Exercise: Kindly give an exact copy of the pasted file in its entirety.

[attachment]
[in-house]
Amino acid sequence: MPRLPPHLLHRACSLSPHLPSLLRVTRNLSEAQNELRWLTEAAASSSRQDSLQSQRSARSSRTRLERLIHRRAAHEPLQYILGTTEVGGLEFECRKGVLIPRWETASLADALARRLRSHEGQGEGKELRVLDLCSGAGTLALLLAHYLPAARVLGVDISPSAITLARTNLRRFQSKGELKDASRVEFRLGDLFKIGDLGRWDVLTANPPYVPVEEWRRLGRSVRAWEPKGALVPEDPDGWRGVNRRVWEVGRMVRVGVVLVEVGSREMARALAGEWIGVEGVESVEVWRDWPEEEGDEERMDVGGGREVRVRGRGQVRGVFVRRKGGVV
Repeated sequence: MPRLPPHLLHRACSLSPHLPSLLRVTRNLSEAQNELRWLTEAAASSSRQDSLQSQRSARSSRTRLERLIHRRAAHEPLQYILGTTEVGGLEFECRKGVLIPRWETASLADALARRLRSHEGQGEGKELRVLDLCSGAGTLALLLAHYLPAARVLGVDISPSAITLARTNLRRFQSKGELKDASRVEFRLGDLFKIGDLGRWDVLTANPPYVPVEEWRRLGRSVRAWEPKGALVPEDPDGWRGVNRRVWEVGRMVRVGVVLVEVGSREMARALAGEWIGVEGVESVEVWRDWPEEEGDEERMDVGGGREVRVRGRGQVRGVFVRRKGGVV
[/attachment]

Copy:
[in-house]
Amino acid sequence: MPRLPPHLLHRACSLSPHLPSLLRVTRNLSEAQNELRWLTEAAASSSRQDSLQSQRSARSSRTRLERLIHRRAAHEPLQYILGTTEVGGLEFECRKGVLIPRWETASLADALARRLRSHEGQGEGKELRVLDLCSGAGTLALLLAHYLPAARVLGVDISPSAITLARTNLRRFQSKGELKDASRVEFRLGDLFKIGDLGRWDVLTANPPYVPVEEWRRLGRSVRAWEPKGALVPEDPDGWRGVNRRVWEVGRMVRVGVVLVEVGSREMARALAGEWIGVEGVESVEVWRDWPEEEGDEERMDVGGGREVRVRGRGQVRGVFVRRKGGVV
Repeated sequence: MPRLPPHLLHRACSLSPHLPSLLRVTRNLSEAQNELRWLTEAAASSSRQDSLQSQRSARSSRTRLERLIHRRAAHEPLQYILGTTEVGGLEFECRKGVLIPRWETASLADALARRLRSHEGQGEGKELRVLDLCSGAGTLALLLAHYLPAARVLGVDISPSAITLARTNLRRFQSKGELKDASRVEFRLGDLFKIGDLGRWDVLTANPPYVPVEEWRRLGRSVRAWEPKGALVPEDPDGWRGVNRRVWEVGRMVRVGVVLVEVGSREMARALAGEWIGVEGVESVEVWRDWPEEEGDEERMDVGGGREVRVRGRGQVRGVFVRRKGGVV